determination is subsequently discussed. Next, the experimental set-up, materials and

methods used for model verification are presented. Finally, the model is verified by

comparing it against experimental data. It is shown that incorporating pyruvate

accumulation significantly improves the model performance. However, further

improvement by incorporation of acetyl Co-A accumulation is negligible.


Model Development

Development of the process model has been divided into three major sections.

The first section details the stoichiometry of the key conversion steps, stoichiometry

of the bacterial synthesis steps and the biological rate equations for the bacterial

populations. In the second section, physico-chemical relationships for the liquid

phase are developed. The third section describes the dynamics of the gas phase.

Stoichiometry and Biological Rate Equations

Bacteria are unable to take up particulate organic material. By the action of

hydrolytic enzymes particulates are broken down to soluble intermediates. In this

work, glucose is used as a representative molecule to simulate these soluble organic

substrates. An empirical formula of C5H903N is assumed for all bacterial

populations (Mosey, 1983). Bauchop and Elsden (1960) suggest that one mole of

ATP provides sufficient energy for the formation of 10 grams of biomass. However,

experimental data obtained from the digester used in this study showed that this

value substantially overpredicts the amount of biomass produced and that a value of

4.0 grams might be more appropriate. This empirical value (YB) is used to

determine biomass yield coefficients from the stoichiometric relationships. Following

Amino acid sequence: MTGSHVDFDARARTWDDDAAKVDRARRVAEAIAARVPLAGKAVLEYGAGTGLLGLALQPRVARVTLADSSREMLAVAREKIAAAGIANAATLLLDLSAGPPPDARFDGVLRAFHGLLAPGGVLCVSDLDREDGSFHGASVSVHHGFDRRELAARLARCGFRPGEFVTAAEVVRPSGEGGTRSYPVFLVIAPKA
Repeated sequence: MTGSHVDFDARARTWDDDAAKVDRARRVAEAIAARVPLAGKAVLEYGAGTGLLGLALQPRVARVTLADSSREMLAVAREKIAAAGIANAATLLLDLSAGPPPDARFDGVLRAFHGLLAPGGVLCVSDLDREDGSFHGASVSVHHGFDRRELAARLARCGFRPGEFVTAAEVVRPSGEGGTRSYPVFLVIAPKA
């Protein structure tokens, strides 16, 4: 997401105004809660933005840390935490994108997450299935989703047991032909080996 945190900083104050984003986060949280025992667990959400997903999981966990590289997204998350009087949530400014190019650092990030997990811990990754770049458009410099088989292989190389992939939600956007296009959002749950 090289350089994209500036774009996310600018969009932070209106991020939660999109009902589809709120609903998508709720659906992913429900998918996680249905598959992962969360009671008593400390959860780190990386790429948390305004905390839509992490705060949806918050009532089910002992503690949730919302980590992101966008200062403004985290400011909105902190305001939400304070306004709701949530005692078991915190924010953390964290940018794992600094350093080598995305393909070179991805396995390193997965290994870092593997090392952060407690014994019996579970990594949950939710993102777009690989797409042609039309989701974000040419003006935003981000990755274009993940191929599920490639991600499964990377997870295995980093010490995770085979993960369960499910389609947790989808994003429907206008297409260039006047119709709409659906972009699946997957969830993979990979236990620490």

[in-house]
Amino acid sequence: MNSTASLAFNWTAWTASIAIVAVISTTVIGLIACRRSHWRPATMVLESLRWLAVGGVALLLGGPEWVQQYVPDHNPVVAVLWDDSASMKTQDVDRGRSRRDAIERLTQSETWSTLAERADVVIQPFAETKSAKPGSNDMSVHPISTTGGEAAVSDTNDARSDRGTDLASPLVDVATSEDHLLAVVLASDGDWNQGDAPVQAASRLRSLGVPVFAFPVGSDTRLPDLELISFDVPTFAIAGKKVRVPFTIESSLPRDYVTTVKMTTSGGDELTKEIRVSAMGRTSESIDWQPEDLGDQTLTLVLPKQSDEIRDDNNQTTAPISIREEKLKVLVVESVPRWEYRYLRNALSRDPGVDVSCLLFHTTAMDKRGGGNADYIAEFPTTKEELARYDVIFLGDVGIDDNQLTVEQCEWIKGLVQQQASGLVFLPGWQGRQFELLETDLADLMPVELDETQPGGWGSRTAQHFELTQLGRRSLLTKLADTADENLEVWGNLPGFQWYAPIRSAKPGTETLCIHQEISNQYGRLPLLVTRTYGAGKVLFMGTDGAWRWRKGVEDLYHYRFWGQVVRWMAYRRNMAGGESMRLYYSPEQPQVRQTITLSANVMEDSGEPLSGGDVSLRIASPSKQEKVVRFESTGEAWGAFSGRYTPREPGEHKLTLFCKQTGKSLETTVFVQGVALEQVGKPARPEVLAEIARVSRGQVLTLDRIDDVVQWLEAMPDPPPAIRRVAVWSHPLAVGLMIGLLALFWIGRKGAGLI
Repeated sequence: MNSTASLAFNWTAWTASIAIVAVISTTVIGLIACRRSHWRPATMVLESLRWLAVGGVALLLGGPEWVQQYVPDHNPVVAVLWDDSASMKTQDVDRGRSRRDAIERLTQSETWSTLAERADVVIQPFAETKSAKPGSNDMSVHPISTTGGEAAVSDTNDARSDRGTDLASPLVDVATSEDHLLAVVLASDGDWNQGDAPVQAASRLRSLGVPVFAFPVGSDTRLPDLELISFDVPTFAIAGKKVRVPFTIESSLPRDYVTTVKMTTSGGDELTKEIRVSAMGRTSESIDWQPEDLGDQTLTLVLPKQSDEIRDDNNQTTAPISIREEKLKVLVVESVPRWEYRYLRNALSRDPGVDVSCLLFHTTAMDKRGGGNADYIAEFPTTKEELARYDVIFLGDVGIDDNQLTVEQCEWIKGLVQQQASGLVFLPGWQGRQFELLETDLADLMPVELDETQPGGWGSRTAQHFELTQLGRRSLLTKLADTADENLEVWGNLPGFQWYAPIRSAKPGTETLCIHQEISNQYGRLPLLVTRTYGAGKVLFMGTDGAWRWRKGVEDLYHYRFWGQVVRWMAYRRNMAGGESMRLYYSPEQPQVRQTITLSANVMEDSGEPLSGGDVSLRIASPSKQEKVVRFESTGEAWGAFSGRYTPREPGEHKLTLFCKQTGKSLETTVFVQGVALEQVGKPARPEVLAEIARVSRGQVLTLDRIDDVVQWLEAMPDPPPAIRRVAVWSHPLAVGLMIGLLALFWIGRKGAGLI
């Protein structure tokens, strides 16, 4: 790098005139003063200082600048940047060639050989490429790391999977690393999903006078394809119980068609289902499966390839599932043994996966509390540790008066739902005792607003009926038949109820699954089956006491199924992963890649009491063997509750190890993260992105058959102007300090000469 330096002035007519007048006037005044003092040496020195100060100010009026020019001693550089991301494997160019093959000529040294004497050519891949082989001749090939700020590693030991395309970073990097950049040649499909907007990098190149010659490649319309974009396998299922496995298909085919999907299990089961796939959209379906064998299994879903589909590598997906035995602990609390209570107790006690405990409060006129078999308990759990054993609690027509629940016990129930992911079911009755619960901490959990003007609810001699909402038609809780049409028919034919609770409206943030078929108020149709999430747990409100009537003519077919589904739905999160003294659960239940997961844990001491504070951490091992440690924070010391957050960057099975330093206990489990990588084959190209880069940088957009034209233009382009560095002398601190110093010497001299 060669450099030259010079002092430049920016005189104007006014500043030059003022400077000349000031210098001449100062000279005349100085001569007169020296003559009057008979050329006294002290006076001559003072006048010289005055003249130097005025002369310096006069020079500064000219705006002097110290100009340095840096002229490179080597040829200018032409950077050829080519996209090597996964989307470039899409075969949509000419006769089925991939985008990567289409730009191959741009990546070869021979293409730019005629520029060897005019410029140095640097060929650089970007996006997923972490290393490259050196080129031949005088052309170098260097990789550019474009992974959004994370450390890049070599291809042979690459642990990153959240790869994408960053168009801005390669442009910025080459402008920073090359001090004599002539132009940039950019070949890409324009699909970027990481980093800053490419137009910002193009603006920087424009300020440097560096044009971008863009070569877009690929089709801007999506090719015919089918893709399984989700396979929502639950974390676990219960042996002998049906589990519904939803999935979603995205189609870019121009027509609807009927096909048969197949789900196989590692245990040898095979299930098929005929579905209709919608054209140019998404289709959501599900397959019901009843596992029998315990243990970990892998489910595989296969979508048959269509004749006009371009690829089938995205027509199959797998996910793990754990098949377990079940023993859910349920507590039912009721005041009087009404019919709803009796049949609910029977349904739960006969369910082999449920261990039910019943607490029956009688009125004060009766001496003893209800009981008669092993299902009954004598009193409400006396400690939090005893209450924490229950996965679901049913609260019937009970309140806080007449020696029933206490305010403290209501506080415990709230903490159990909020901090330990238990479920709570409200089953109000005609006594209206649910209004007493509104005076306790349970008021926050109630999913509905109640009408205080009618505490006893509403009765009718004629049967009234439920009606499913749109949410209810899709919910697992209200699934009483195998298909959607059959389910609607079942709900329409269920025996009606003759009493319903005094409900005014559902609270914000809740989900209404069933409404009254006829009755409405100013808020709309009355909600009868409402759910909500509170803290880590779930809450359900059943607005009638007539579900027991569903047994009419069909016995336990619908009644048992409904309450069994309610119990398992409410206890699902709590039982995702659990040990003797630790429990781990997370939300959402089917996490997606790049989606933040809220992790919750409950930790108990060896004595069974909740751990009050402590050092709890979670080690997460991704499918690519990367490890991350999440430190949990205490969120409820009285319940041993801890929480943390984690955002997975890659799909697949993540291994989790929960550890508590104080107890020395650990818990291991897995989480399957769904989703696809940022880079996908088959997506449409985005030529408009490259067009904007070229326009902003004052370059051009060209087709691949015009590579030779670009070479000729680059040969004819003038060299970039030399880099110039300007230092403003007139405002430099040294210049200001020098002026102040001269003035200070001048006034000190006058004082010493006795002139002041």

Mosey (1983) all other yield coefficients where determined from the stoichiometry

of the conversion reactions.

Acidogenesis step. The acidogenic bacteria convert glucose to primarily

acetic, propionic and butyric acids according to the following reactions (Mosey, 1983)

C6HO206 + 2H,2 2CH3COOH + 2CO2 + 4H2 + 4ATP (2-1)

C6H1206 + 2H2 -, 2CH3CH2COOH + 2H20 + 2ATP (2-2)

C6H1206 CH3CH2CH2COOH + 2CO2 + 2H2 + 2ATP (2-3)

Under normal conditions most of the glucose is converted to acetic acid.

Hydrogen is also produced. This hydrogen is converted to methane by the hydrogen

utilizing methane bacteria. However, if for any reason the hydrogen utilizing bacteria

are inhibited then hydrogen accumulates. High hydrogen concentrations would favor

the formation of propionic acid as can be seen from the above stoichiometric

relationship. The butyric acid formation reaction is also favored because this

reaction produces less hydrogen than the acetic acid reaction. Hence, an imbalance

in the process results in accumulation of propionic and butyric acids.

To quantify this accumulation, it is necessary to look at the metabolic pathway

of the acidogenic bacteria. A simplified diagram of this pathway is shown in Figure

2-2. It can be seen that the regulation of the formation of the volatile organic acids

is determined by the relative availabilities of the reduced (NADH) and the oxidized

(NAD') forms of the intracellular coenzyme nicotinamide adenine dinucleotide.

High NADH concentrations would favor formation of propionic acid and butyric

acid. The NADH half reaction (Figure 2-2) shows that high H' concentrations

would favor the formation of NADH. An increase in the partial pressure of


hydrogen in the gas phase would result in an increase in the concentration of H'.

To formulate a relationship between the ratio [NADH]/[NAD+], pH and partial

pressure of hydrogen, Mosey (1983) equated the redox potential of the half reaction

NAD + H+ + 2e- NADH

to that of

2H' + 2e- H2